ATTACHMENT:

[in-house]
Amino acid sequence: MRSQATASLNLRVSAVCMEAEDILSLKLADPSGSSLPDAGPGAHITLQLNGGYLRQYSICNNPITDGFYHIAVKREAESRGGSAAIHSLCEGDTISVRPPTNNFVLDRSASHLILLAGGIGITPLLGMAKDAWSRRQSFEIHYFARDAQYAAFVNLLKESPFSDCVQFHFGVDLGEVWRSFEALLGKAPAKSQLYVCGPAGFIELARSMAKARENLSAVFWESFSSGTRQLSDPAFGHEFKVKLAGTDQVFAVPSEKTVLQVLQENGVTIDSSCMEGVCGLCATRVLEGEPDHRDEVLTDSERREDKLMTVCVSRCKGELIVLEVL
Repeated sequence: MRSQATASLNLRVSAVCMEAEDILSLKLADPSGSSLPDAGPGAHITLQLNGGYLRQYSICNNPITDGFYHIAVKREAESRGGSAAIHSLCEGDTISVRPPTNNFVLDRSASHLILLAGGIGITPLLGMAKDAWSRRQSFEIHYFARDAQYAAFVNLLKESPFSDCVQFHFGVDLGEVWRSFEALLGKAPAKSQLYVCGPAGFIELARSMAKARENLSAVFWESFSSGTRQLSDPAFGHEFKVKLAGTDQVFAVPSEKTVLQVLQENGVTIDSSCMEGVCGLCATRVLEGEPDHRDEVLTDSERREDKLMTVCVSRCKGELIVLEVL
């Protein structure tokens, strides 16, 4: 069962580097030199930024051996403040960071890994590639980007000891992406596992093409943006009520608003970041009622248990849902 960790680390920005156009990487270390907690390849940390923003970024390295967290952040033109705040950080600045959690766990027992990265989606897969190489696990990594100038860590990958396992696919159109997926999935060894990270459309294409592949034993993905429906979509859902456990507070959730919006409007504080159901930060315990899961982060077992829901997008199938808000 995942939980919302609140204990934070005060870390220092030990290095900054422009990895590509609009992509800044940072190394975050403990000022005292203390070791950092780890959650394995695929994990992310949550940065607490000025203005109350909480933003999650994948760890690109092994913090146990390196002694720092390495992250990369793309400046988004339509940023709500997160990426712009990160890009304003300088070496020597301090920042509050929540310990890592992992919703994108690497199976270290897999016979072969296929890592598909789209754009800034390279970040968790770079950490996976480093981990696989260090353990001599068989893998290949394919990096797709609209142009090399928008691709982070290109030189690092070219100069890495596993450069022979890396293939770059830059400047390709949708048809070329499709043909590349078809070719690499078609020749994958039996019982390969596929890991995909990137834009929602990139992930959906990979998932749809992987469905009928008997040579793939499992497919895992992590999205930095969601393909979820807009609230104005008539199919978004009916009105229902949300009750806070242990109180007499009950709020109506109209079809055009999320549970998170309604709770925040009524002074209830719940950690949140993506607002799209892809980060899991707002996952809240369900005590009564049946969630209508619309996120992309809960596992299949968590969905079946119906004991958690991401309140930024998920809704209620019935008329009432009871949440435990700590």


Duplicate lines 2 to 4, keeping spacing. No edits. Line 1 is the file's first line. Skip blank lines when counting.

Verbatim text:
Amino acid sequence: MRSQATASLNLRVSAVCMEAEDILSLKLADPSGSSLPDAGPGAHITLQLNGGYLRQYSICNNPITDGFYHIAVKREAESRGGSAAIHSLCEGDTISVRPPTNNFVLDRSASHLILLAGGIGITPLLGMAKDAWSRRQSFEIHYFARDAQYAAFVNLLKESPFSDCVQFHFGVDLGEVWRSFEALLGKAPAKSQLYVCGPAGFIELARSMAKARENLSAVFWESFSSGTRQLSDPAFGHEFKVKLAGTDQVFAVPSEKTVLQVLQENGVTIDSSCMEGVCGLCATRVLEGEPDHRDEVLTDSERREDKLMTVCVSRCKGELIVLEVL
Repeated sequence: MRSQATASLNLRVSAVCMEAEDILSLKLADPSGSSLPDAGPGAHITLQLNGGYLRQYSICNNPITDGFYHIAVKREAESRGGSAAIHSLCEGDTISVRPPTNNFVLDRSASHLILLAGGIGITPLLGMAKDAWSRRQSFEIHYFARDAQYAAFVNLLKESPFSDCVQFHFGVDLGEVWRSFEALLGKAPAKSQLYVCGPAGFIELARSMAKARENLSAVFWESFSSGTRQLSDPAFGHEFKVKLAGTDQVFAVPSEKTVLQVLQENGVTIDSSCMEGVCGLCATRVLEGEPDHRDEVLTDSERREDKLMTVCVSRCKGELIVLEVL
């Protein structure tokens, strides 16, 4: 069962580097030199930024051996403040960071890994590639980007000891992406596992093409943006009520608003970041009622248990849902 960790680390920005156009990487270390907690390849940390923003970024390295967290952040033109705040950080600045959690766990027992990265989606897969190489696990990594100038860590990958396992696919159109997926999935060894990270459309294409592949034993993905429906979509859902456990507070959730919006409007504080159901930060315990899961982060077992829901997008199938808000 995942939980919302609140204990934070005060870390220092030990290095900054422009990895590509609009992509800044940072190394975050403990000022005292203390070791950092780890959650394995695929994990992310949550940065607490000025203005109350909480933003999650994948760890690109092994913090146990390196002694720092390495992250990369793309400046988004339509940023709500997160990426712009990160890009304003300088070496020597301090920042509050929540310990890592992992919703994108690497199976270290897999016979072969296929890592598909789209754009800034390279970040968790770079950490996976480093981990696989260090353990001599068989893998290949394919990096797709609209142009090399928008691709982070290109030189690092070219100069890495596993450069022979890396293939770059830059400047390709949708048809070329499709043909590349078809070719690499078609020749994958039996019982390969596929890991995909990137834009929602990139992930959906990979998932749809992987469905009928008997040579793939499992497919895992992590999205930095969601393909979820807009609230104005008539199919978004009916009105229902949300009750806070242990109180007499009950709020109506109209079809055009999320549970998170309604709770925040009524002074209830719940950690949140993506607002799209892809980060899991707002996952809240369900005590009564049946969630209508619309996120992309809960596992299949968590969905079946119906004991958690991401309140930024998920809704209620019935008329009432009871949440435990700590």